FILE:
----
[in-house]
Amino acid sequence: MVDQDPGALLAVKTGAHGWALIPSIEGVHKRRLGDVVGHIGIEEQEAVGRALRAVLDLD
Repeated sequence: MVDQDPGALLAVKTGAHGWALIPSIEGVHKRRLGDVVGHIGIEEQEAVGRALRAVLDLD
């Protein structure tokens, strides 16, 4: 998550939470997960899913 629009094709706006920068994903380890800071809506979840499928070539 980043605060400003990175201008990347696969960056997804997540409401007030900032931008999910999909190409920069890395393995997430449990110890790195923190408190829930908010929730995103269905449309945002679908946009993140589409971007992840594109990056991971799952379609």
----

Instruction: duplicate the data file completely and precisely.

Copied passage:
[in-house]
Amino acid sequence: MVDQDPGALLAVKTGAHGWALIPSIEGVHKRRLGDVVGHIGIEEQEAVGRALRAVLDLD
Repeated sequence: MVDQDPGALLAVKTGAHGWALIPSIEGVHKRRLGDVVGHIGIEEQEAVGRALRAVLDLD
């Protein structure tokens, strides 16, 4: 998550939470997960899913 629009094709706006920068994903380890800071809506979840499928070539 980043605060400003990175201008990347696969960056997804997540409401007030900032931008999910999909190409920069890395393995997430449990110890790195923190408190829930908010929730995103269905449309945002679908946009993140589409971007992840594109990056991971799952379609």